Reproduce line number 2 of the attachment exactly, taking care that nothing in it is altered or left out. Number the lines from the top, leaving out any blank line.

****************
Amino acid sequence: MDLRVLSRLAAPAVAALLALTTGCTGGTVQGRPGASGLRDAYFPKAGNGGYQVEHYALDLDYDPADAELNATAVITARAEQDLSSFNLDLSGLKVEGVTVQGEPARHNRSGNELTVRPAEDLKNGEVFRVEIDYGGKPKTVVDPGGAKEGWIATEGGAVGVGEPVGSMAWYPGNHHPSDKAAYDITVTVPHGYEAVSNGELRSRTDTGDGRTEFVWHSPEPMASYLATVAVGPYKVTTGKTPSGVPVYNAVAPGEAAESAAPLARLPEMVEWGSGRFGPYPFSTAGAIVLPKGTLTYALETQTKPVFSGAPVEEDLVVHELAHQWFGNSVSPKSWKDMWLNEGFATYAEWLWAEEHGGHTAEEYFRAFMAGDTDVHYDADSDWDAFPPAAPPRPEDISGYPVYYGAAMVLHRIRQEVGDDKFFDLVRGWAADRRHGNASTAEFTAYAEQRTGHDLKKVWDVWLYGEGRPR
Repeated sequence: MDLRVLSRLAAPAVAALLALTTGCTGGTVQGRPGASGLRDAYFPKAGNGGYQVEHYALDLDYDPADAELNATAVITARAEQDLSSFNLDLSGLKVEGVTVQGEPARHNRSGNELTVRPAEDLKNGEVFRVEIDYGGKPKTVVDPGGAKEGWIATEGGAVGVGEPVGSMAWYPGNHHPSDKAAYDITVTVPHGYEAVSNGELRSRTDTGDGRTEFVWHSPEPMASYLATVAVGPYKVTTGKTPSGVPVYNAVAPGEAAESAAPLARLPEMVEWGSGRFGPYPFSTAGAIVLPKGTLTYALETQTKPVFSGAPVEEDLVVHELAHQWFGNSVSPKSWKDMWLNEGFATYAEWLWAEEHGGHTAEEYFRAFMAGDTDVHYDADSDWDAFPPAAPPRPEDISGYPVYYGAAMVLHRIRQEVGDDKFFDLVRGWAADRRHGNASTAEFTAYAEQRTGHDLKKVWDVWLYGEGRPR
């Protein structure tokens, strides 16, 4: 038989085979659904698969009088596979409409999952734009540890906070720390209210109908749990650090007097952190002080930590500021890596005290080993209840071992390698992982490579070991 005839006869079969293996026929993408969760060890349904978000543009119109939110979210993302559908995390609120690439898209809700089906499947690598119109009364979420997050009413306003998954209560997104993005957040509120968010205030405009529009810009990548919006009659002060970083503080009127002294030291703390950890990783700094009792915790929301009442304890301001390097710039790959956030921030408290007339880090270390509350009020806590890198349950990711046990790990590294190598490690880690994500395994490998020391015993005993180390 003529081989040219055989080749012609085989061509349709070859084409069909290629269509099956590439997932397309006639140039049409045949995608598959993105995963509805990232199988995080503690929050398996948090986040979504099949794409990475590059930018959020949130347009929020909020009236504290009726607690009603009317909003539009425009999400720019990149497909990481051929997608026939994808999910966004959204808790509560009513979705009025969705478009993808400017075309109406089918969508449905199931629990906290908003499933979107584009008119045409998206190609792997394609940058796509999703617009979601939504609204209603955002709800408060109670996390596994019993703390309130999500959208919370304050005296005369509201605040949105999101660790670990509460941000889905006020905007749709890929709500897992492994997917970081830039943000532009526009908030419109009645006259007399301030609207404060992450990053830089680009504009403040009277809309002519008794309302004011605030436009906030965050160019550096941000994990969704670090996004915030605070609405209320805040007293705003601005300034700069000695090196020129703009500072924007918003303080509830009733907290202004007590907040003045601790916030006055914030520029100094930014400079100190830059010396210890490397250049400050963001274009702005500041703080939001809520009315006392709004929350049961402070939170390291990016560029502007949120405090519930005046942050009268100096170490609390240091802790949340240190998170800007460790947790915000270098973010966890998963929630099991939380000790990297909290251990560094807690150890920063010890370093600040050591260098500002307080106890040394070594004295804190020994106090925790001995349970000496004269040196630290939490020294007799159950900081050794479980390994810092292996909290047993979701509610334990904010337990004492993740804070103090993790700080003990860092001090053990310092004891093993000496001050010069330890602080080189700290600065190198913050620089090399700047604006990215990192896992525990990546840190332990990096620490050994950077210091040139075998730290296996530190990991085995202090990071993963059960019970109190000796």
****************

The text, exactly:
Repeated sequence: MDLRVLSRLAAPAVAALLALTTGCTGGTVQGRPGASGLRDAYFPKAGNGGYQVEHYALDLDYDPADAELNATAVITARAEQDLSSFNLDLSGLKVEGVTVQGEPARHNRSGNELTVRPAEDLKNGEVFRVEIDYGGKPKTVVDPGGAKEGWIATEGGAVGVGEPVGSMAWYPGNHHPSDKAAYDITVTVPHGYEAVSNGELRSRTDTGDGRTEFVWHSPEPMASYLATVAVGPYKVTTGKTPSGVPVYNAVAPGEAAESAAPLARLPEMVEWGSGRFGPYPFSTAGAIVLPKGTLTYALETQTKPVFSGAPVEEDLVVHELAHQWFGNSVSPKSWKDMWLNEGFATYAEWLWAEEHGGHTAEEYFRAFMAGDTDVHYDADSDWDAFPPAAPPRPEDISGYPVYYGAAMVLHRIRQEVGDDKFFDLVRGWAADRRHGNASTAEFTAYAEQRTGHDLKKVWDVWLYGEGRPR